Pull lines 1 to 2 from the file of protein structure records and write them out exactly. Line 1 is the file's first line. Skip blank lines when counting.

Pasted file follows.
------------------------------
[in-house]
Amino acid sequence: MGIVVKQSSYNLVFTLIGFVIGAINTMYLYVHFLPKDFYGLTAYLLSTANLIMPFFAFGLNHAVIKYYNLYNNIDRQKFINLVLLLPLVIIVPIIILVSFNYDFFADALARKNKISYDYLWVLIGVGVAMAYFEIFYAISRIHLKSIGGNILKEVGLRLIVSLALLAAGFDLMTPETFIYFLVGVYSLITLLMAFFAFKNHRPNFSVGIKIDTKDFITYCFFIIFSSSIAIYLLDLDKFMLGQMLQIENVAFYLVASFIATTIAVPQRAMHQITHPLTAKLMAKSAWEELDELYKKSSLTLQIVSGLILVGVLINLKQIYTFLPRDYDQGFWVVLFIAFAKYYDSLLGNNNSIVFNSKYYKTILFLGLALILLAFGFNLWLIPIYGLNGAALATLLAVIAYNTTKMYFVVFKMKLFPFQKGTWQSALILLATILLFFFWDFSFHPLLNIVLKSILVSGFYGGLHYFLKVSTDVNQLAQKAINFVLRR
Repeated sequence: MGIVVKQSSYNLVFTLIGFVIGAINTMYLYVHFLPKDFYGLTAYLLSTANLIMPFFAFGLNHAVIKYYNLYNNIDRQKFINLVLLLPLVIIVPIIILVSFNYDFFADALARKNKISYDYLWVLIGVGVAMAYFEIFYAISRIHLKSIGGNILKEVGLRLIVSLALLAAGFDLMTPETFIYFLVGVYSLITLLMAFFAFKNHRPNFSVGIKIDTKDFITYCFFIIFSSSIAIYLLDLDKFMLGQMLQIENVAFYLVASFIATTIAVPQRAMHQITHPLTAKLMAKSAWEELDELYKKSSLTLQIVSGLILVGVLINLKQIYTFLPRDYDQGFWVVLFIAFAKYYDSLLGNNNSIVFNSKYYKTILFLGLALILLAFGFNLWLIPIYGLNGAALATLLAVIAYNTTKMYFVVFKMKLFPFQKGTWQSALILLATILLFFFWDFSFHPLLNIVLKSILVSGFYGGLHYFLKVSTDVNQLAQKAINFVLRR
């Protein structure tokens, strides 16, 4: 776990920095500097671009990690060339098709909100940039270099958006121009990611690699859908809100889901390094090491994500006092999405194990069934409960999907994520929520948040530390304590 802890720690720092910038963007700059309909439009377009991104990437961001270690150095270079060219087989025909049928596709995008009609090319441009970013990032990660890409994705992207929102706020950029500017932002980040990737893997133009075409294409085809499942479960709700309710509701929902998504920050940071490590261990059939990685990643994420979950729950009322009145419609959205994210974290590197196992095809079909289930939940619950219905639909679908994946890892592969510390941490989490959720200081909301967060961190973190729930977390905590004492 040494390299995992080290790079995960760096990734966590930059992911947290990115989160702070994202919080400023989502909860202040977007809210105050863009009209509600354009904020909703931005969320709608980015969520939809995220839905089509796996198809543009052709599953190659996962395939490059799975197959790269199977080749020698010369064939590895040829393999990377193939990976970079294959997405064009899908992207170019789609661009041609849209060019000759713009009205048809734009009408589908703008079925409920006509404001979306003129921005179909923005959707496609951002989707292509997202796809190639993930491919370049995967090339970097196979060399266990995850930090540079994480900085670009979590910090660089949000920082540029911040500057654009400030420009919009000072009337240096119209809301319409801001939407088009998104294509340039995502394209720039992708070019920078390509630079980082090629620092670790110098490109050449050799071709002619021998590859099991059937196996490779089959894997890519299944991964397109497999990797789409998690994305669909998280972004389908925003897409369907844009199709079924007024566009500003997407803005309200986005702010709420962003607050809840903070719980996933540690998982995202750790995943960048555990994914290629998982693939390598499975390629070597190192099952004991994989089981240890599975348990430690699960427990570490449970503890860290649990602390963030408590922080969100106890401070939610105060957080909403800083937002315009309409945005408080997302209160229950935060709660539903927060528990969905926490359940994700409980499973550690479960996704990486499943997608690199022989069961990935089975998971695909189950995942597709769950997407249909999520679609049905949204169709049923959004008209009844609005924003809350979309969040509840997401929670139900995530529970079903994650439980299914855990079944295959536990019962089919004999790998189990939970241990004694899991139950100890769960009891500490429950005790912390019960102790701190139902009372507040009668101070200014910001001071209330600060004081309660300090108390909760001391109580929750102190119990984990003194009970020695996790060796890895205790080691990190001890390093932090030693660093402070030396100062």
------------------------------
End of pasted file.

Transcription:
[in-house]
Amino acid sequence: MGIVVKQSSYNLVFTLIGFVIGAINTMYLYVHFLPKDFYGLTAYLLSTANLIMPFFAFGLNHAVIKYYNLYNNIDRQKFINLVLLLPLVIIVPIIILVSFNYDFFADALARKNKISYDYLWVLIGVGVAMAYFEIFYAISRIHLKSIGGNILKEVGLRLIVSLALLAAGFDLMTPETFIYFLVGVYSLITLLMAFFAFKNHRPNFSVGIKIDTKDFITYCFFIIFSSSIAIYLLDLDKFMLGQMLQIENVAFYLVASFIATTIAVPQRAMHQITHPLTAKLMAKSAWEELDELYKKSSLTLQIVSGLILVGVLINLKQIYTFLPRDYDQGFWVVLFIAFAKYYDSLLGNNNSIVFNSKYYKTILFLGLALILLAFGFNLWLIPIYGLNGAALATLLAVIAYNTTKMYFVVFKMKLFPFQKGTWQSALILLATILLFFFWDFSFHPLLNIVLKSILVSGFYGGLHYFLKVSTDVNQLAQKAINFVLRR